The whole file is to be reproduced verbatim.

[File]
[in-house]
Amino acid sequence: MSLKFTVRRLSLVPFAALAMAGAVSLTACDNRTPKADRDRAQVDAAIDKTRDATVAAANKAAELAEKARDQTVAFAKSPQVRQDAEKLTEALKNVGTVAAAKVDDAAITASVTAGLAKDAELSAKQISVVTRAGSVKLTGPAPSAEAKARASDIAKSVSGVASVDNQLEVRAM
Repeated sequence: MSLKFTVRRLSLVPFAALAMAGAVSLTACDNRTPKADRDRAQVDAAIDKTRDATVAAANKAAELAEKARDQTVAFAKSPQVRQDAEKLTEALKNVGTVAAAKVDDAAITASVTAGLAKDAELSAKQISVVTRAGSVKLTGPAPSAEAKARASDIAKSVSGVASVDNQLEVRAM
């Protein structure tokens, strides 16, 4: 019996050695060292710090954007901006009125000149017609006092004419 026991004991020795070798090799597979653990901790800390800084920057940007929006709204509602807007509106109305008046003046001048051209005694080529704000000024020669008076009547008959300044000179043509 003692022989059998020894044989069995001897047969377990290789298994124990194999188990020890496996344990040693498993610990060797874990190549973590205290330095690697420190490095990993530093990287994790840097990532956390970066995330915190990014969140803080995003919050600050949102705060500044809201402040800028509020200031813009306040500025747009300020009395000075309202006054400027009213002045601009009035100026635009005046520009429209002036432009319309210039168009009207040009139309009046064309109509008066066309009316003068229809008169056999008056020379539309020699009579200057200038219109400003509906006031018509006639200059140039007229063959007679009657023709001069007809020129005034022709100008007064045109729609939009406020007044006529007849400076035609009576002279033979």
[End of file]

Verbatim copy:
[in-house]
Amino acid sequence: MSLKFTVRRLSLVPFAALAMAGAVSLTACDNRTPKADRDRAQVDAAIDKTRDATVAAANKAAELAEKARDQTVAFAKSPQVRQDAEKLTEALKNVGTVAAAKVDDAAITASVTAGLAKDAELSAKQISVVTRAGSVKLTGPAPSAEAKARASDIAKSVSGVASVDNQLEVRAM
Repeated sequence: MSLKFTVRRLSLVPFAALAMAGAVSLTACDNRTPKADRDRAQVDAAIDKTRDATVAAANKAAELAEKARDQTVAFAKSPQVRQDAEKLTEALKNVGTVAAAKVDDAAITASVTAGLAKDAELSAKQISVVTRAGSVKLTGPAPSAEAKARASDIAKSVSGVASVDNQLEVRAM
């Protein structure tokens, strides 16, 4: 019996050695060292710090954007901006009125000149017609006092004419 026991004991020795070798090799597979653990901790800390800084920057940007929006709204509602807007509106109305008046003046001048051209005694080529704000000024020669008076009547008959300044000179043509 003692022989059998020894044989069995001897047969377990290789298994124990194999188990020890496996344990040693498993610990060797874990190549973590205290330095690697420190490095990993530093990287994790840097990532956390970066995330915190990014969140803080995003919050600050949102705060500044809201402040800028509020200031813009306040500025747009300020009395000075309202006054400027009213002045601009009035100026635009005046520009429209002036432009319309210039168009009207040009139309009046064309109509008066066309009316003068229809008169056999008056020379539309020699009579200057200038219109400003509906006031018509006639200059140039007229063959007679009657023709001069007809020129005034022709100008007064045109729609939009406020007044006529007849400076035609009576002279033979």